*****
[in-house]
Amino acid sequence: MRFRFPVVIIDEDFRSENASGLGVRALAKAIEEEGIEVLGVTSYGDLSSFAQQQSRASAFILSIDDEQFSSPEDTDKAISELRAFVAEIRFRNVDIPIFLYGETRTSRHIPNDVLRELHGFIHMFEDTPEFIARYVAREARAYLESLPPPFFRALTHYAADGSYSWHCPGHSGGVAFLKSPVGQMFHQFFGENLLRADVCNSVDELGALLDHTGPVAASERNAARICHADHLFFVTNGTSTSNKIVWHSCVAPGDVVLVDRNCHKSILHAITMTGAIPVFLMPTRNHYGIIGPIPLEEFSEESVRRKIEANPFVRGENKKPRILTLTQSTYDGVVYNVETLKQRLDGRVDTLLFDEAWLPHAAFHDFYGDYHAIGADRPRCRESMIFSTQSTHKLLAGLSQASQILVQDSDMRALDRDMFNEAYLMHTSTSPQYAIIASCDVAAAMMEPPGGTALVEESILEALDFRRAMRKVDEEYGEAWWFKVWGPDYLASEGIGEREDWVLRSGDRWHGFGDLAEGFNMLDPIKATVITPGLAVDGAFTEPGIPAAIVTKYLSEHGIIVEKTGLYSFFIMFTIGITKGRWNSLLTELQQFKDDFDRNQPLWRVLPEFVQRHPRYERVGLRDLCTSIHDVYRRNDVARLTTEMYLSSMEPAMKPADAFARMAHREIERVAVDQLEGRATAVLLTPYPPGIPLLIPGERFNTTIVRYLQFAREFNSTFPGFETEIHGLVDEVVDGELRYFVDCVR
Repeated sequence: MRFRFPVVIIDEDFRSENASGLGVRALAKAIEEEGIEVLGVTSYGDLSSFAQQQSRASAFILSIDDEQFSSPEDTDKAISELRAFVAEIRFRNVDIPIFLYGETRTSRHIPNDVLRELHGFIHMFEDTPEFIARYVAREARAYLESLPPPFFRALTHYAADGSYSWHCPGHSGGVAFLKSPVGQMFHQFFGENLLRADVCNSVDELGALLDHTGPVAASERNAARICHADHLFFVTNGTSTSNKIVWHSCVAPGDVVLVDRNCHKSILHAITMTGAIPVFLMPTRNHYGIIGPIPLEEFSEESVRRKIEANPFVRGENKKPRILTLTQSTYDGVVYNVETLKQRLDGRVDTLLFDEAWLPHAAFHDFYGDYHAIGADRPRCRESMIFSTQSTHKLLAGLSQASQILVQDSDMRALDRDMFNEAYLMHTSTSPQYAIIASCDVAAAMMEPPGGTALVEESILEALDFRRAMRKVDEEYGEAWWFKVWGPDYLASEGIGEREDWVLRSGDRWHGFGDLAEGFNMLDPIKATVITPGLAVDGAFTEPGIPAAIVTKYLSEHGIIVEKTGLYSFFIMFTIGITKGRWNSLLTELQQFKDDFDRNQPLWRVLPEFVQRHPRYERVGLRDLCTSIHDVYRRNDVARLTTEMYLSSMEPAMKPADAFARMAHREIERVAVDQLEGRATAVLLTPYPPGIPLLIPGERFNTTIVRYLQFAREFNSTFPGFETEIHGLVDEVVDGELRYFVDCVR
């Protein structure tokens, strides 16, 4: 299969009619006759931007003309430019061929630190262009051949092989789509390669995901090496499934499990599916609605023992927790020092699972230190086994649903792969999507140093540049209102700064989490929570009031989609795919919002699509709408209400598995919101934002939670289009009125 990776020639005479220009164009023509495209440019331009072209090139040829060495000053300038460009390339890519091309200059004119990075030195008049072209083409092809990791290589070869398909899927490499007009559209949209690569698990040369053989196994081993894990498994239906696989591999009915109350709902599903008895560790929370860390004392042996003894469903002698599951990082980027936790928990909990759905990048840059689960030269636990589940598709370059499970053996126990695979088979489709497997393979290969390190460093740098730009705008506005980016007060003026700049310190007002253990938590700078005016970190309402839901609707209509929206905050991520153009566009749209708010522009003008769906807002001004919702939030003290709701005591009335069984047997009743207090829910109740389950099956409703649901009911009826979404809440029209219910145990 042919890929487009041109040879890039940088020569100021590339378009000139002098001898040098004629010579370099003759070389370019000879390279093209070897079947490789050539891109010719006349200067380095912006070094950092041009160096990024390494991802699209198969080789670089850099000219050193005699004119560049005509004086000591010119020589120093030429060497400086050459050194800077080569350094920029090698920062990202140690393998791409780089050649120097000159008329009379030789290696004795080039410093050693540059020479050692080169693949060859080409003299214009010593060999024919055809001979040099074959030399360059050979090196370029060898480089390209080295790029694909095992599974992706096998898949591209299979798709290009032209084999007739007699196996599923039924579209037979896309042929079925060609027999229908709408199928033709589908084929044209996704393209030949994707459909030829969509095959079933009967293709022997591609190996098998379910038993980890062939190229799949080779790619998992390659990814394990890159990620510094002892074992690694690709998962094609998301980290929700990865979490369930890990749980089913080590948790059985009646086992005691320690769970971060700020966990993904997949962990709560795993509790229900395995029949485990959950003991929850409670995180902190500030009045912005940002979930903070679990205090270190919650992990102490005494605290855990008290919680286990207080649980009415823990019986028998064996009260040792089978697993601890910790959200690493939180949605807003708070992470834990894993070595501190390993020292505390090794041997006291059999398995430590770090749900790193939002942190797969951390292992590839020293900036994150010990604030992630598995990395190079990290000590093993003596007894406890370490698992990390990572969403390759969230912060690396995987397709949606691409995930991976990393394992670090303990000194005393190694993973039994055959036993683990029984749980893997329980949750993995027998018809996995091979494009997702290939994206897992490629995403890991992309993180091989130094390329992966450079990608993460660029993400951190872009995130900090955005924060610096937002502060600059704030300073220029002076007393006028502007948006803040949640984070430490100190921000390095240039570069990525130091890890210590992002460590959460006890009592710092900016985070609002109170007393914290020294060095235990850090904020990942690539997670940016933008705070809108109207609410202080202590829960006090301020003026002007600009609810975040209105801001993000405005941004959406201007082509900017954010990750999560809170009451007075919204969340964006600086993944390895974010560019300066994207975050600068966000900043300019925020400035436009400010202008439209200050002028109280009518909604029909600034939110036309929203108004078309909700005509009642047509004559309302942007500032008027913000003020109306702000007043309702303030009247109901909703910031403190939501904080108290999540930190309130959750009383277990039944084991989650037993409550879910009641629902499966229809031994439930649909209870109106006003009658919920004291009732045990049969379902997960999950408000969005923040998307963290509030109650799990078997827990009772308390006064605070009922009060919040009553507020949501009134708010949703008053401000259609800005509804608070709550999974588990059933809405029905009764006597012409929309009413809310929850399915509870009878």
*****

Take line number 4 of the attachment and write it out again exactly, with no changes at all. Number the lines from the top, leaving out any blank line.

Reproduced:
């Protein structure tokens, strides 16, 4: 299969009619006759931007003309430019061929630190262009051949092989789509390669995901090496499934499990599916609605023992927790020092699972230190086994649903792969999507140093540049209102700064989490929570009031989609795919919002699509709408209400598995919101934002939670289009009125 990776020639005479220009164009023509495209440019331009072209090139040829060495000053300038460009390339890519091309200059004119990075030195008049072209083409092809990791290589070869398909899927490499007009559209949209690569698990040369053989196994081993894990498994239906696989591999009915109350709902599903008895560790929370860390004392042996003894469903002698599951990082980027936790928990909990759905990048840059689960030269636990589940598709370059499970053996126990695979088979489709497997393979290969390190460093740098730009705008506005980016007060003026700049310190007002253990938590700078005016970190309402839901609707209509929206905050991520153009566009749209708010522009003008769906807002001004919702939030003290709701005591009335069984047997009743207090829910109740389950099956409703649901009911009826979404809440029209219910145990 042919890929487009041109040879890039940088020569100021590339378009000139002098001898040098004629010579370099003759070389370019000879390279093209070897079947490789050539891109010719006349200067380095912006070094950092041009160096990024390494991802699209198969080789670089850099000219050193005699004119560049005509004086000591010119020589120093030429060497400086050459050194800077080569350094920029090698920062990202140690393998791409780089050649120097000159008329009379030789290696004795080039410093050693540059020479050692080169693949060859080409003299214009010593060999024919055809001979040099074959030399360059050979090196370029060898480089390209080295790029694909095992599974992706096998898949591209299979798709290009032209084999007739007699196996599923039924579209037979896309042929079925060609027999229908709408199928033709589908084929044209996704393209030949994707459909030829969509095959079933009967293709022997591609190996098998379910038993980890062939190229799949080779790619998992390659990814394990890159990620510094002892074992690694690709998962094609998301980290929700990865979490369930890990749980089913080590948790059985009646086992005691320690769970971060700020966990993904997949962990709560795993509790229900395995029949485990959950003991929850409670995180902190500030009045912005940002979930903070679990205090270190919650992990102490005494605290855990008290919680286990207080649980009415823990019986028998064996009260040792089978697993601890910790959200690493939180949605807003708070992470834990894993070595501190390993020292505390090794041997006291059999398995430590770090749900790193939002942190797969951390292992590839020293900036994150010990604030992630598995990395190079990290000590093993003596007894406890370490698992990390990572969403390759969230912060690396995987397709949606691409995930991976990393394992670090303990000194005393190694993973039994055959036993683990029984749980893997329980949750993995027998018809996995091979494009997702290939994206897992490629995403890991992309993180091989130094390329992966450079990608993460660029993400951190872009995130900090955005924060610096937002502060600059704030300073220029002076007393006028502007948006803040949640984070430490100190921000390095240039570069990525130091890890210590992002460590959460006890009592710092900016985070609002109170007393914290020294060095235990850090904020990942690539997670940016933008705070809108109207609410202080202590829960006090301020003026002007600009609810975040209105801001993000405005941004959406201007082509900017954010990750999560809170009451007075919204969340964006600086993944390895974010560019300066994207975050600068966000900043300019925020400035436009400010202008439209200050002028109280009518909604029909600034939110036309929203108004078309909700005509009642047509004559309302942007500032008027913000003020109306702000007043309702303030009247109901909703910031403190939501904080108290999540930190309130959750009383277990039944084991989650037993409550879910009641629902499966229809031994439930649909209870109106006003009658919920004291009732045990049969379902997960999950408000969005923040998307963290509030109650799990078997827990009772308390006064605070009922009060919040009553507020949501009134708010949703008053401000259609800005509804608070709550999974588990059933809405029905009764006597012409929309009413809310929850399915509870009878």